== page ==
Follie: The Disappearances of Honolulu – Chapter Six (excerpt)

Mr. Santos lay in the heat not cursing his son’s name.  He wasn’t that kind of man.  But he did wonder why his son had not yet brought home the two fans.  Cooking dinner had been a broiling ordeal, and the discomfort he felt in preparing his food had carried over into affecting the meal itself.  With no appetite to speak of, he’d put most of his food in the fridge.

Even if Rollie were going out in the evening, he usually came home for dinner.  Santos had hoped for the fans to come home with him.

Where’s my son? he wondered.

Ever since his wife had run off with whomever or to wherever, he had never really been sure, Santos had become even closer with his son than he had before.  Always a loving father, he’d tried as best as the family budget would allow to provide Rollie with whatever was possible.  There were always birthday and Christmas presents; he’d made sure of that.  Even if his wife objected, he still tried to provide things for Rollie, things his own parents had been unable to give to him and his brothers and sisters.

It wasn’t that at his age Rollie needed to report home.  That restriction had ended back in his teen years, but Santos appreciated how close he and his son were, given what he knew of Rollie’s friends’ relationships with their own parents, and how it sometimes seemed as if Rollie went out of his way to be kind to him.

So he was worried.  It was 10:00 pm.

Under normal circumstances he would have toughed it out in the heat, finally fallen asleep, hopefully, in a mess of sweatiness.  But because he was worried, he got out of bed and walked outside on the second floor landing.

That the S was missing on the Follies street banner was even more obvious with the sign lit up.

Santos saw Berna sitting at the bottom of the stairs smoking a cigarette.  Santos knew that she had feelings for his son, and he stood there for a moment wondering if she might be waiting for Rollie too.  Always waiting for him.

“Eh Berna,” he called down, “hot uh tonight.”

Berna turned and looked up. “Ay, Mr. Santos. So bad the nights like tonight.”

“Tell me about it,” he said. “This gotta be da hottest night of da year.”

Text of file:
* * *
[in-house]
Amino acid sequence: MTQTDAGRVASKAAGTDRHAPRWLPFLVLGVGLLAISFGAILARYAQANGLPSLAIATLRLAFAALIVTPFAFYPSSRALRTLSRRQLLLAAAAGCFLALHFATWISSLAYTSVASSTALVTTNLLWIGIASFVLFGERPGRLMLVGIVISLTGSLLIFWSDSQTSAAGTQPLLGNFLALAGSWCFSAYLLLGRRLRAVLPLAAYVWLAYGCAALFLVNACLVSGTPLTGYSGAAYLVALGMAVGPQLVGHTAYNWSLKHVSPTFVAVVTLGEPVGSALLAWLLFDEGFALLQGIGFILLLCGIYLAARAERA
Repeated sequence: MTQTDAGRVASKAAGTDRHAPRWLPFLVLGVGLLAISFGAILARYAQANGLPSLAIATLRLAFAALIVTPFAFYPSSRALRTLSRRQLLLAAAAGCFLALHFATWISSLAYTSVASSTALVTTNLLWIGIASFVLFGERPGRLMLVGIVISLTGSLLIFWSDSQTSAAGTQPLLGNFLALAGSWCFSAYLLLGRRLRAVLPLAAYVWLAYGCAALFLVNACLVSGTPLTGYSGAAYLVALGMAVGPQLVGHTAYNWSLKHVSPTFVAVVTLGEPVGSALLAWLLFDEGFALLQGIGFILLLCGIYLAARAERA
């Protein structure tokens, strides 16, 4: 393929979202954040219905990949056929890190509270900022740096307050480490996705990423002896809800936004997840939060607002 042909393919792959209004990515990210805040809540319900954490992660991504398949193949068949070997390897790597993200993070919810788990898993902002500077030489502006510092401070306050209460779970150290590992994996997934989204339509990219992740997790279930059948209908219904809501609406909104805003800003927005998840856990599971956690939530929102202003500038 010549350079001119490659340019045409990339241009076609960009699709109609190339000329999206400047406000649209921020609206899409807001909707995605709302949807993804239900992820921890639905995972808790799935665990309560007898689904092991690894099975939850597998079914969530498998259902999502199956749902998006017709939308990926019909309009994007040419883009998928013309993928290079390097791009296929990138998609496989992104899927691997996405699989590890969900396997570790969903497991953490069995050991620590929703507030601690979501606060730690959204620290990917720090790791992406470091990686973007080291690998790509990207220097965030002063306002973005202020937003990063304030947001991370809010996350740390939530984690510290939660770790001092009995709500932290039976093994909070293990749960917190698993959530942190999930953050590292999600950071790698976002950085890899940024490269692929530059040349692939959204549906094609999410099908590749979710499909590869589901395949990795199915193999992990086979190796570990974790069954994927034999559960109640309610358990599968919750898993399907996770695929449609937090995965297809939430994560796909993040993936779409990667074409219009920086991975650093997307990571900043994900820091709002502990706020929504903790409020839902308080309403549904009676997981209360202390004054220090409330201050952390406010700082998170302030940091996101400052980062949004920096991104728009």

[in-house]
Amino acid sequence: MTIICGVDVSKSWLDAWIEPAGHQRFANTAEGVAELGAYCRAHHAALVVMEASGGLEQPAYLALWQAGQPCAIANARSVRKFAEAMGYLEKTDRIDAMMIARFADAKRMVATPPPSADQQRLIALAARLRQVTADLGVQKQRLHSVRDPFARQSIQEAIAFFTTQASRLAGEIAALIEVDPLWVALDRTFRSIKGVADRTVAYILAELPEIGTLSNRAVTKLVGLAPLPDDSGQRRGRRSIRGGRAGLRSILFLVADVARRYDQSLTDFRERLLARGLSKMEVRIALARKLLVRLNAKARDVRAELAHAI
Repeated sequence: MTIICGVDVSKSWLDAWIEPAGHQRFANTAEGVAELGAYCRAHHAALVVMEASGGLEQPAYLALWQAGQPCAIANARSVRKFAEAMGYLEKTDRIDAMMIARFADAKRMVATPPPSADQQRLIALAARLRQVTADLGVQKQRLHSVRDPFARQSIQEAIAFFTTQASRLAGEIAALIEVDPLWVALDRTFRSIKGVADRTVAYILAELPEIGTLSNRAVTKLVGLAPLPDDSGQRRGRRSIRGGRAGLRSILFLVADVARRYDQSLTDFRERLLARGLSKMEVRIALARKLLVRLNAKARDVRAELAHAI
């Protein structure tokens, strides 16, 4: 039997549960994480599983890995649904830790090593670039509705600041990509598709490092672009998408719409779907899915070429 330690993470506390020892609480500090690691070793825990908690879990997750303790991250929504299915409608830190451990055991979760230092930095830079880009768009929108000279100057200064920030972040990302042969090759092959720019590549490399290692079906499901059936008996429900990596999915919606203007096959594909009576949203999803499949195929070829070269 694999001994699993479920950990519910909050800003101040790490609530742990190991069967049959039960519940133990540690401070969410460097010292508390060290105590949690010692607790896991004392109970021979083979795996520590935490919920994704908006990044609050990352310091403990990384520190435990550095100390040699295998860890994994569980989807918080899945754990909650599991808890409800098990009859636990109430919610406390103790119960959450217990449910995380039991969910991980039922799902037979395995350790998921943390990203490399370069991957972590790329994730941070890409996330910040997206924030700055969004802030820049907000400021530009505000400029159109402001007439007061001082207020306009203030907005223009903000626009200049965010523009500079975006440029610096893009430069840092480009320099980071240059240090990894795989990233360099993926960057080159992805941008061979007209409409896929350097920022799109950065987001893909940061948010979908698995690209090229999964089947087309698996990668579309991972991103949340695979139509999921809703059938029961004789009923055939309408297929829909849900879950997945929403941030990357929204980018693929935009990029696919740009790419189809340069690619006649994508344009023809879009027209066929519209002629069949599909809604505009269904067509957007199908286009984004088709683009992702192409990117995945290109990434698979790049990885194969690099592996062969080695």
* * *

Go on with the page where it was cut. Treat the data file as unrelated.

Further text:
“Ay.”  She blew a long stream of smoke.  “You like one beer, Mr. Santos?  I can get you one cold one.”

“Nah nah, no need.  In da end would make me sweat more.  But thanks, yeah.”

Berna picked up her beer, lifted it in the air to toast him, and took a deep swallow.

Santos thought about how Berna and Rollie had been such good friends in elementary school.  They’d both gone to Royal.  Berna’s grandmother had always walked the two children to and from school when they were very young, so the two had spent a good deal of time together.

After school they’d run around the neighborhood, often pursuing their favorite pastime of exploring Nu’uanu Stream, just two blocks Ewa of their apartment building. As they grew older, they would walk together unchaperoned by Mrs. Williams, but that lasted only for a few years, before Rollie started spending more time with boys from Central Intermediate School.

Santos could see how over the years Berna had become attached to his son, but he could also see that Rollie had no interest in Berna.  The only time she saw Rollie anymore was when he went to Sheena’s Barbershop, where Berna worked, to have her cut his hair.

In fact Rollie spent so much time with his friends as the years went by that he seemed to have no time for girls whatsoever. Sometimes Santos wondered if his son never dated girls because he was gay. He didn’t seem gay to the old man, and neither did his friends. But if he were gay, what the hell. Let him be gay. He was a good-hearted kid, and even if he ended up a drag queen headliner at The Glades down on Hotel Street or at Yappies in Kapahulu, so be it.

Just let him always be a good man, Santos prayed.

He asked, “Eh Berna, you saw Rollie today?”

“Ay.  He came out of the Follies this afternoon with that guy, I think his name Benny.  I guess maybe they went up to check out what’s with the cops an all.  I don’t know.  They went that way at least.”

“He nevah bring me da fans I was telling you about.  I could have used them tonight for sure.”

“Ay, for sure, Mr. Santos. But you know him.  If he said he will bring them, he will bring them.”

The wail of an ambulance approached. Mr. Santos watched for it, saw <snip>

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